Local authorities are required to comply with a wide range of waste and recycling legislation.
In England and Wales, two tier local authorities (such as cities and districts) are obliged by law to provide a domestic waste collection service to households, while county councils must handle its disposal. Unitary authorities meanwhile must undertake both. These duties are laid out in the Environmental Protection Act (EPA) 1990.
Councils have a legal duty to collect waste from households
Many councils also offer waste collection services to businesses for which they can charge. This is exempt from VAT.
The range of premises for which councils can charge for both collection and disposal costs was extended in 2012 to include institutions such as prisons and campsites, which were previously entiteld to free waste disposal. This was after a legal loophole in the Controlled Waste Regulations – known as Schedule 2 – was amended.
Councils can require occupiers of premises to present their household waste for collection in a specified way under the EPA. However, councils’ powers to enforce this were scaled back in England in March 2015 by the Deregulaton Act which downgrades failure to comply with any notice from a criminal to a civil offence.
Like businesses, local authorities have a Duty of Care to handle waste responsibly but they also have a range of other responsibilities which specifically relate to municipal waste. Much of this regulation derives from the European Union.
One of the key pieces of legislation is the Waste Framework Directive 2008 which sets the basic concepts and definitions related to waste management, such as definitions of waste and recycling and a legally-binding five step waste hierarchy.
Importantly for local authorities, the Directive includes targets for member states to reuse and recycle 50% of household waste by 2020.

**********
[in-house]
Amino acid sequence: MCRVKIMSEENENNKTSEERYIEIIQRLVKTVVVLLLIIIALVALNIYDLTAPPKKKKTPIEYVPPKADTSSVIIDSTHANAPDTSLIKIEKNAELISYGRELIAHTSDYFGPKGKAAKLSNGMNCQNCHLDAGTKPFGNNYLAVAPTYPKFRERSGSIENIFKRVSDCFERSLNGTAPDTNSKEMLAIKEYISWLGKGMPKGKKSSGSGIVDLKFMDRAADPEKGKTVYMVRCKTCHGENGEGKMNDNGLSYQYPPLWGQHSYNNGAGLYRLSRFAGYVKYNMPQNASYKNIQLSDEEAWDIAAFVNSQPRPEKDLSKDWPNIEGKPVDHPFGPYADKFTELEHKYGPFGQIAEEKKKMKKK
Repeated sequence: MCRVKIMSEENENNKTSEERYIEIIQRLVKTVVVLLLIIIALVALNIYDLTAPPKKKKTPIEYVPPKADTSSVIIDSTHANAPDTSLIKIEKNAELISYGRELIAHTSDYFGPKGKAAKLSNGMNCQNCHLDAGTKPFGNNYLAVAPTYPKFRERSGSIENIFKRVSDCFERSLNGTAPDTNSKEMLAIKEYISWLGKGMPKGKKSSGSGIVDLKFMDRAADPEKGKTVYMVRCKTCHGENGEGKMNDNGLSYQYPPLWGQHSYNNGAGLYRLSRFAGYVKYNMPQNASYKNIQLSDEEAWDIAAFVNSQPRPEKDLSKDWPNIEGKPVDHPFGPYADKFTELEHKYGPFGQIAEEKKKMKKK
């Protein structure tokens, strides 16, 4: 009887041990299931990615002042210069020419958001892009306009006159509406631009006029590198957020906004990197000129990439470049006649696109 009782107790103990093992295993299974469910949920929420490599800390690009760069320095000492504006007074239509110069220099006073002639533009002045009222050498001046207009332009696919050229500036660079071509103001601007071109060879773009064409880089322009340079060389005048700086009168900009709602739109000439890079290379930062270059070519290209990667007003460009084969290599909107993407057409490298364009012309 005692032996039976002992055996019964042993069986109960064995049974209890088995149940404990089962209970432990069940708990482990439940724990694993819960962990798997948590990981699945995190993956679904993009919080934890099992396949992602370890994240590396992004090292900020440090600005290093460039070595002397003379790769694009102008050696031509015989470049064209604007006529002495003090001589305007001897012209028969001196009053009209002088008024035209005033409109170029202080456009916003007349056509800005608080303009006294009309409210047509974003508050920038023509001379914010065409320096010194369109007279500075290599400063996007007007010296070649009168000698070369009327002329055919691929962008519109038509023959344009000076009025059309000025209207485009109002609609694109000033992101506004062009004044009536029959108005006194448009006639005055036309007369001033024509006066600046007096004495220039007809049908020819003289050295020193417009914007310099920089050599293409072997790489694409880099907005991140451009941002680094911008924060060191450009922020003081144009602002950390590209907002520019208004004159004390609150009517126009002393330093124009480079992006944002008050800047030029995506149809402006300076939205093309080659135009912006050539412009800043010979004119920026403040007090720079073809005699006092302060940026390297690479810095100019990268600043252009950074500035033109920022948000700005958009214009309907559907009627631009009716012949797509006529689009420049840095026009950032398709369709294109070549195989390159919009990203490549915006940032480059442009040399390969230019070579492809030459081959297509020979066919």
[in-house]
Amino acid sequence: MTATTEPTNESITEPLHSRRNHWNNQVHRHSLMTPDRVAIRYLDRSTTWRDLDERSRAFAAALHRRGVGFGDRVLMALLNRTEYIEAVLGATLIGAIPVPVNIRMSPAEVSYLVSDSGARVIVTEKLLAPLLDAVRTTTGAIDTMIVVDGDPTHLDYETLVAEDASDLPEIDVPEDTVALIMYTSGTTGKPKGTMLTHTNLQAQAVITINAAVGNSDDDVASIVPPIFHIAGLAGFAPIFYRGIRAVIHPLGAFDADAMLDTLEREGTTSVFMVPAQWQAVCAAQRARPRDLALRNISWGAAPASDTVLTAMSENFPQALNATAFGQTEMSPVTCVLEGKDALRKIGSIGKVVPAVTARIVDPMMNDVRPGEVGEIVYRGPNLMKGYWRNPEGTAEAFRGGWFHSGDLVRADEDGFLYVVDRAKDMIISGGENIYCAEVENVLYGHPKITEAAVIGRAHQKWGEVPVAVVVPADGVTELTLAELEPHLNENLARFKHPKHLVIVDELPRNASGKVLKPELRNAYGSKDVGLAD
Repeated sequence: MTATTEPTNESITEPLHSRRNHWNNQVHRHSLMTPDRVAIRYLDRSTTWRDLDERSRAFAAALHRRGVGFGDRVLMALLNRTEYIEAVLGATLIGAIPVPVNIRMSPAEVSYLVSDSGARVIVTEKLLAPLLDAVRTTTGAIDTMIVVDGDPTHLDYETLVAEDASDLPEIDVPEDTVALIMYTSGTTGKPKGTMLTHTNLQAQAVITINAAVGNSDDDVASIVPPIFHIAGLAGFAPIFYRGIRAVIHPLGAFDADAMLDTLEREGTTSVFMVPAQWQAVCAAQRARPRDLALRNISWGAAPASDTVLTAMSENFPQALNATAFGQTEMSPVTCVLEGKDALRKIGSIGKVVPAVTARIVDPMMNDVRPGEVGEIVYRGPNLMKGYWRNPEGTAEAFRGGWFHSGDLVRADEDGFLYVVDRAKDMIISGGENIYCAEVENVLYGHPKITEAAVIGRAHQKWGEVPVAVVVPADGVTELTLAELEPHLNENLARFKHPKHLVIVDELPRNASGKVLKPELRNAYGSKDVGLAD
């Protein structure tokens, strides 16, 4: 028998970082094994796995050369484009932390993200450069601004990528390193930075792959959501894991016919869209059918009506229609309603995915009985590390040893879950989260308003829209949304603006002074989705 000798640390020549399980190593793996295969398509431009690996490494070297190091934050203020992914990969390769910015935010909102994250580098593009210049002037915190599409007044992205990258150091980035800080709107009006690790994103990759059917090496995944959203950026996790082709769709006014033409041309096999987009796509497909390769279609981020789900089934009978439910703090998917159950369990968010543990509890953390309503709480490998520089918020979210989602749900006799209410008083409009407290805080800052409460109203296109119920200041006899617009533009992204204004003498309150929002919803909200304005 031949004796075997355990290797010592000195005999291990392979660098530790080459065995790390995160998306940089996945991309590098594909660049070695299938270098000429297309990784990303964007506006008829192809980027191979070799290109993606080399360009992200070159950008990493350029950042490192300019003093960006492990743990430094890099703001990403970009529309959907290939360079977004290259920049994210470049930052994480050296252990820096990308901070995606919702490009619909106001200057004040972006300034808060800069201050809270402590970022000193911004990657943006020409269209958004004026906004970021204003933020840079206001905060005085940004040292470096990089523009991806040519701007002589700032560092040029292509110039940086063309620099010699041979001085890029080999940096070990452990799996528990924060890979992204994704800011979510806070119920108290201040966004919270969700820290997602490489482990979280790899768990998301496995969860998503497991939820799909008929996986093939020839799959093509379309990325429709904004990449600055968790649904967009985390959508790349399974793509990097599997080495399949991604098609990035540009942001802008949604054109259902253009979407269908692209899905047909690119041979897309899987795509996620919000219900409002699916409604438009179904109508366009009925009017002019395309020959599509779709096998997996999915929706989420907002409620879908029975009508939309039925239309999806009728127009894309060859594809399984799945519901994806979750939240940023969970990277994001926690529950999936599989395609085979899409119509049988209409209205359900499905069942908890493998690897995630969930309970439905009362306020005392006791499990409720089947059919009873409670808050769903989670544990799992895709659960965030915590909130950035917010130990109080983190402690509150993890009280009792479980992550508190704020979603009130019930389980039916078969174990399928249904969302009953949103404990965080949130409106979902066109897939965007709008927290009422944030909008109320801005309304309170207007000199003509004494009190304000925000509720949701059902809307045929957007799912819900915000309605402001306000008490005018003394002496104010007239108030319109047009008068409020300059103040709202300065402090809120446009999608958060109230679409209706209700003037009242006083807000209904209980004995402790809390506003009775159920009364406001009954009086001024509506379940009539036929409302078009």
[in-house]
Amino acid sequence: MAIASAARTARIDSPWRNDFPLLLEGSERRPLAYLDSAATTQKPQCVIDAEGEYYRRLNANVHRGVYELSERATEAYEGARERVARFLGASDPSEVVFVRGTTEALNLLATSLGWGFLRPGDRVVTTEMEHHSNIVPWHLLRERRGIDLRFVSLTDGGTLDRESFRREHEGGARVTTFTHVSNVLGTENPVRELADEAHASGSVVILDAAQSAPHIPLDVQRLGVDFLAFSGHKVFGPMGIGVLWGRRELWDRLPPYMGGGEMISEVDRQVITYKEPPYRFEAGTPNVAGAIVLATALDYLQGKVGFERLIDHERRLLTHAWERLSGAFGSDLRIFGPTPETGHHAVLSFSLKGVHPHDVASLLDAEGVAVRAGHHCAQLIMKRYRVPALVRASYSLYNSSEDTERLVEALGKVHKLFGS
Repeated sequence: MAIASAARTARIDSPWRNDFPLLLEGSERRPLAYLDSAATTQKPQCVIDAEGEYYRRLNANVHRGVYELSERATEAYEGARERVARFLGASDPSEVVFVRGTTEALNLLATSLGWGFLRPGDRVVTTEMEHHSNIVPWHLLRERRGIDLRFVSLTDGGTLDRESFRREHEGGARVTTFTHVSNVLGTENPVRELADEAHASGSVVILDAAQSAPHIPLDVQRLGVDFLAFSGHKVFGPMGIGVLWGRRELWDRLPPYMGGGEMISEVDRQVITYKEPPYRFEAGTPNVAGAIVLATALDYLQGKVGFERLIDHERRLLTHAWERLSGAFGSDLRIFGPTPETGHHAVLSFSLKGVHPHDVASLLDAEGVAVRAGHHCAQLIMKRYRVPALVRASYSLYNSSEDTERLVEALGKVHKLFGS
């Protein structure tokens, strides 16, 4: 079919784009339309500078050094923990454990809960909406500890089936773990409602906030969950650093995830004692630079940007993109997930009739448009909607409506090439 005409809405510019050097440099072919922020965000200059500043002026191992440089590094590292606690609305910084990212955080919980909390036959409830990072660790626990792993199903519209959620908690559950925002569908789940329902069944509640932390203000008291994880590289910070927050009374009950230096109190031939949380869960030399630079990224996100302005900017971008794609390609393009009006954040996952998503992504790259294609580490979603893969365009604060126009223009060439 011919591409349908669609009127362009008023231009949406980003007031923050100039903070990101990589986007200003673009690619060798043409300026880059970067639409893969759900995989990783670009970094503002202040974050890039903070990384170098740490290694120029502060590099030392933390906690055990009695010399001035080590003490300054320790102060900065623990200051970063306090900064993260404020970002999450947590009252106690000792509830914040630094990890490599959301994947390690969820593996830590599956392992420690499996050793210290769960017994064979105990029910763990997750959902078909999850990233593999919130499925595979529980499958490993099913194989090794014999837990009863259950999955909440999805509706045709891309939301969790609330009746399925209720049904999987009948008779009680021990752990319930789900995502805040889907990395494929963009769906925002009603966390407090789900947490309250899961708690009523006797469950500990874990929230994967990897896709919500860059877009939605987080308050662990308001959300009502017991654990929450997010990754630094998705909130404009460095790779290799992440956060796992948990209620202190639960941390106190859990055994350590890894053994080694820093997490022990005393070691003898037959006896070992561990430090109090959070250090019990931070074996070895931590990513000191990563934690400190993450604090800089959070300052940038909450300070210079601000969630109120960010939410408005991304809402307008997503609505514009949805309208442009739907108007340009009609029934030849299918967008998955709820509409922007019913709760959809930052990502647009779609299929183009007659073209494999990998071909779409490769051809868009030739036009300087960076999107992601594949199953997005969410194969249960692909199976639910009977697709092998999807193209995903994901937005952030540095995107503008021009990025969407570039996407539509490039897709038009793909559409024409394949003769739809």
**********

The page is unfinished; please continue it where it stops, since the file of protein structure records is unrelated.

The recycling rate for waste from households in England stood at 44.5% in 2013/14, while local authorities in Scotland recycled 42.2% in 2013. While a stronger performance was recorded in Wales (54% in 2013/14), this shows there was a still long way for the UK to go. If the targets are missed, there are provisions in the Localism Act for any fines imposed by the EU to be passed down to local authorities.
The Waste Framework directive also requires councils, as of January 2015, to provide separate collection of paper, plastics, metal and glass.
The EU Waste Framework Directive sets out the ground rules for waste across Europe
In England, separate collections are required where they are technically, environmentally and economically practicable (TEEP) and appropriate to meet the necessary quality standards for the relevant recycling sectors. Local Authorities are required to conduct an Assessment to determine the route they take and to justify comingled collection if that is what they have chosen. Although there is no official Defra guidance on this, a Route Map was published in 2014 to help councils understand their legal obligations.
The WFD is implemented in England and Wales through the Waste (England and Wales) Regulations 2011 which were later amended in 2012. Scotland and Northern Ireland have a separate approach.
Another important piece of EU legislation which impacts upon local authorities is the Landfill Directive. This requires the UK to reduce the amount of biodegradable municipal waste sent to landfill, with targets set for 2010, 2013 (both met) and 2020.
Significant progress against the targets was achieved through the introduction of a landfill trading mechanism known in England as the Landfill Allowance Trading (LATS) scheme and Landfill Allowance Scheme in Wales, but in England LATS was abolished in 2013.
It is now widely recognised that landfill tax – which stands at £82.60 for 2015/16 – currently acts as the biggest incentive for local authorities to divert material from landfill.